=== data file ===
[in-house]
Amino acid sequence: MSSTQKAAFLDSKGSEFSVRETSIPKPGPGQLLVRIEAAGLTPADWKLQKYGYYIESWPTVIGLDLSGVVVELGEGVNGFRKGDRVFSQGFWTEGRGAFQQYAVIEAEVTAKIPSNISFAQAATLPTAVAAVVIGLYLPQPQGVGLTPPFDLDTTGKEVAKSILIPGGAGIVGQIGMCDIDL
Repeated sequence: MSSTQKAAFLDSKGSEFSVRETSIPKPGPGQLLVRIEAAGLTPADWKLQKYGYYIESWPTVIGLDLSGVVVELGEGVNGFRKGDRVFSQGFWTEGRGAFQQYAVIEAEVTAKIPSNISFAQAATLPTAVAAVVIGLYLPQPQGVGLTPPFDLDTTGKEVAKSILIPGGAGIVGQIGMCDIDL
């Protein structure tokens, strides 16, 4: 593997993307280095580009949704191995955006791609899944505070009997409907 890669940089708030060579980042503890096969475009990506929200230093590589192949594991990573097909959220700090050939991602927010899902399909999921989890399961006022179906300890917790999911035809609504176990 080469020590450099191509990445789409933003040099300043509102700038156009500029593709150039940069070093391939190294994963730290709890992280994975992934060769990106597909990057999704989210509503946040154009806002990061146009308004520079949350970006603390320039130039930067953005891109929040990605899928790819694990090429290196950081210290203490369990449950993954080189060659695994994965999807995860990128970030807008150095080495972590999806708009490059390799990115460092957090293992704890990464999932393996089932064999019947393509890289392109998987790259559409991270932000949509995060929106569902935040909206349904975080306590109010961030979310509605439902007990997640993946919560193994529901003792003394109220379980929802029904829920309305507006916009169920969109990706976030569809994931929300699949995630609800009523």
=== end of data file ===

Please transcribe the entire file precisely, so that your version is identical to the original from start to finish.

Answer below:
[in-house]
Amino acid sequence: MSSTQKAAFLDSKGSEFSVRETSIPKPGPGQLLVRIEAAGLTPADWKLQKYGYYIESWPTVIGLDLSGVVVELGEGVNGFRKGDRVFSQGFWTEGRGAFQQYAVIEAEVTAKIPSNISFAQAATLPTAVAAVVIGLYLPQPQGVGLTPPFDLDTTGKEVAKSILIPGGAGIVGQIGMCDIDL
Repeated sequence: MSSTQKAAFLDSKGSEFSVRETSIPKPGPGQLLVRIEAAGLTPADWKLQKYGYYIESWPTVIGLDLSGVVVELGEGVNGFRKGDRVFSQGFWTEGRGAFQQYAVIEAEVTAKIPSNISFAQAATLPTAVAAVVIGLYLPQPQGVGLTPPFDLDTTGKEVAKSILIPGGAGIVGQIGMCDIDL
């Protein structure tokens, strides 16, 4: 593997993307280095580009949704191995955006791609899944505070009997409907 890669940089708030060579980042503890096969475009990506929200230093590589192949594991990573097909959220700090050939991602927010899902399909999921989890399961006022179906300890917790999911035809609504176990 080469020590450099191509990445789409933003040099300043509102700038156009500029593709150039940069070093391939190294994963730290709890992280994975992934060769990106597909990057999704989210509503946040154009806002990061146009308004520079949350970006603390320039130039930067953005891109929040990605899928790819694990090429290196950081210290203490369990449950993954080189060659695994994965999807995860990128970030807008150095080495972590999806708009490059390799990115460092957090293992704890990464999932393996089932064999019947393509890289392109998987790259559409991270932000949509995060929106569902935040909206349904975080306590109010961030979310509605439902007990997640993946919560193994529901003792003394109220379980929802029904829920309305507006916009169920969109990706976030569809994931929300699949995630609800009523």